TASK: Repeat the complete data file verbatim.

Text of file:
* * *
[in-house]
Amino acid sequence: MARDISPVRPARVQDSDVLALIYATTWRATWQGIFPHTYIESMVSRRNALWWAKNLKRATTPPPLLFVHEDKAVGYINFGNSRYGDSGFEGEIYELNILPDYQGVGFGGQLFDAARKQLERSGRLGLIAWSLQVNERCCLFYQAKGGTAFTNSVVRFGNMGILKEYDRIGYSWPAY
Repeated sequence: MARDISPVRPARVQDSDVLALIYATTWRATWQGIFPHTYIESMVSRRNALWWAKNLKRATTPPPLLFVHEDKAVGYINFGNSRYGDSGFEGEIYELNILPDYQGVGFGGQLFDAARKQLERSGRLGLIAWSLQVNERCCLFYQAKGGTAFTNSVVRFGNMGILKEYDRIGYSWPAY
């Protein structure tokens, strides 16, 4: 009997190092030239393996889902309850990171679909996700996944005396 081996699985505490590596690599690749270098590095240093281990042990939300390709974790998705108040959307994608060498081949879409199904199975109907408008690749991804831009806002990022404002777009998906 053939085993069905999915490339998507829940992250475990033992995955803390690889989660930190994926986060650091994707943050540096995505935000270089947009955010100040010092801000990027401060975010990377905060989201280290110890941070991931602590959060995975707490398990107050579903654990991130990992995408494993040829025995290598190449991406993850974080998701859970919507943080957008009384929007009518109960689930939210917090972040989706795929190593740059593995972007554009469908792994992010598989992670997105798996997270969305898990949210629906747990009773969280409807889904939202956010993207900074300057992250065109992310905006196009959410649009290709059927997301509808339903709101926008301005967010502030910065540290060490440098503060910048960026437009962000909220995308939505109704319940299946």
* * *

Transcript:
[in-house]
Amino acid sequence: MARDISPVRPARVQDSDVLALIYATTWRATWQGIFPHTYIESMVSRRNALWWAKNLKRATTPPPLLFVHEDKAVGYINFGNSRYGDSGFEGEIYELNILPDYQGVGFGGQLFDAARKQLERSGRLGLIAWSLQVNERCCLFYQAKGGTAFTNSVVRFGNMGILKEYDRIGYSWPAY
Repeated sequence: MARDISPVRPARVQDSDVLALIYATTWRATWQGIFPHTYIESMVSRRNALWWAKNLKRATTPPPLLFVHEDKAVGYINFGNSRYGDSGFEGEIYELNILPDYQGVGFGGQLFDAARKQLERSGRLGLIAWSLQVNERCCLFYQAKGGTAFTNSVVRFGNMGILKEYDRIGYSWPAY
């Protein structure tokens, strides 16, 4: 009997190092030239393996889902309850990171679909996700996944005396 081996699985505490590596690599690749270098590095240093281990042990939300390709974790998705108040959307994608060498081949879409199904199975109907408008690749991804831009806002990022404002777009998906 053939085993069905999915490339998507829940992250475990033992995955803390690889989660930190994926986060650091994707943050540096995505935000270089947009955010100040010092801000990027401060975010990377905060989201280290110890941070991931602590959060995975707490398990107050579903654990991130990992995408494993040829025995290598190449991406993850974080998701859970919507943080957008009384929007009518109960689930939210917090972040989706795929190593740059593995972007554009469908792994992010598989992670997105798996997270969305898990949210629906747990009773969280409807889904939202956010993207900074300057992250065109992310905006196009959410649009290709059927997301509808339903709101926008301005967010502030910065540290060490440098503060910048960026437009962000909220995308939505109704319940299946």